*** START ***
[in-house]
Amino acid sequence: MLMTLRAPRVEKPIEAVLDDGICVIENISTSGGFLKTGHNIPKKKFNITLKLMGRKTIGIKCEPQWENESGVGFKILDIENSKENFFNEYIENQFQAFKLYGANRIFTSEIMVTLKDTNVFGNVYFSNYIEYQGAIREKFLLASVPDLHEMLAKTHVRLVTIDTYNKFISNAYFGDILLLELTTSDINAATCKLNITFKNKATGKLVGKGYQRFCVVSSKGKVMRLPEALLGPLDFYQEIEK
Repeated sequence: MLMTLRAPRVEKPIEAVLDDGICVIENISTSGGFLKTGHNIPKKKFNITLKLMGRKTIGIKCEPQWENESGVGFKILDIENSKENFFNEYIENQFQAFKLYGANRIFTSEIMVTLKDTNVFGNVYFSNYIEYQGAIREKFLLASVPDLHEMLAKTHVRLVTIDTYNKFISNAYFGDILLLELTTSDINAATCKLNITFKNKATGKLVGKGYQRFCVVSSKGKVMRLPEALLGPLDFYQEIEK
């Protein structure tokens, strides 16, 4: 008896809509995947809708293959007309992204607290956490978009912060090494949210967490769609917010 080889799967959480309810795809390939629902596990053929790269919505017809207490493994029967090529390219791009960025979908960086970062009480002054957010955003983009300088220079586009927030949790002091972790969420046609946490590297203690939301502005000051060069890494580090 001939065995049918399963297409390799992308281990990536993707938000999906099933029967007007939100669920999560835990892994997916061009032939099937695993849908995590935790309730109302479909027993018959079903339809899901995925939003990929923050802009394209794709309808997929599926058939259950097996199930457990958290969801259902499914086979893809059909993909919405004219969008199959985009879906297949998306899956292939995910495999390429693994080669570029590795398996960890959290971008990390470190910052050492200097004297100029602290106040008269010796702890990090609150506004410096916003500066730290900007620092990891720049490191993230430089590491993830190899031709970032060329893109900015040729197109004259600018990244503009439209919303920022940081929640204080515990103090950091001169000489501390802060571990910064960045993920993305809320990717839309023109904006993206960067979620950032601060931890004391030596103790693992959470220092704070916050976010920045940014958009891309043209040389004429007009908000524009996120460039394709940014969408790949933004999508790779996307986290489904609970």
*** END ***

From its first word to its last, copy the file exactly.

[in-house]
Amino acid sequence: MLMTLRAPRVEKPIEAVLDDGICVIENISTSGGFLKTGHNIPKKKFNITLKLMGRKTIGIKCEPQWENESGVGFKILDIENSKENFFNEYIENQFQAFKLYGANRIFTSEIMVTLKDTNVFGNVYFSNYIEYQGAIREKFLLASVPDLHEMLAKTHVRLVTIDTYNKFISNAYFGDILLLELTTSDINAATCKLNITFKNKATGKLVGKGYQRFCVVSSKGKVMRLPEALLGPLDFYQEIEK
Repeated sequence: MLMTLRAPRVEKPIEAVLDDGICVIENISTSGGFLKTGHNIPKKKFNITLKLMGRKTIGIKCEPQWENESGVGFKILDIENSKENFFNEYIENQFQAFKLYGANRIFTSEIMVTLKDTNVFGNVYFSNYIEYQGAIREKFLLASVPDLHEMLAKTHVRLVTIDTYNKFISNAYFGDILLLELTTSDINAATCKLNITFKNKATGKLVGKGYQRFCVVSSKGKVMRLPEALLGPLDFYQEIEK
């Protein structure tokens, strides 16, 4: 008896809509995947809708293959007309992204607290956490978009912060090494949210967490769609917010 080889799967959480309810795809390939629902596990053929790269919505017809207490493994029967090529390219791009960025979908960086970062009480002054957010955003983009300088220079586009927030949790002091972790969420046609946490590297203690939301502005000051060069890494580090 001939065995049918399963297409390799992308281990990536993707938000999906099933029967007007939100669920999560835990892994997916061009032939099937695993849908995590935790309730109302479909027993018959079903339809899901995925939003990929923050802009394209794709309808997929599926058939259950097996199930457990958290969801259902499914086979893809059909993909919405004219969008199959985009879906297949998306899956292939995910495999390429693994080669570029590795398996960890959290971008990390470190910052050492200097004297100029602290106040008269010796702890990090609150506004410096916003500066730290900007620092990891720049490191993230430089590491993830190899031709970032060329893109900015040729197109004259600018990244503009439209919303920022940081929640204080515990103090950091001169000489501390802060571990910064960045993920993305809320990717839309023109904006993206960067979620950032601060931890004391030596103790693992959470220092704070916050976010920045940014958009891309043209040389004429007009908000524009996120460039394709940014969408790949933004999508790779996307986290489904609970």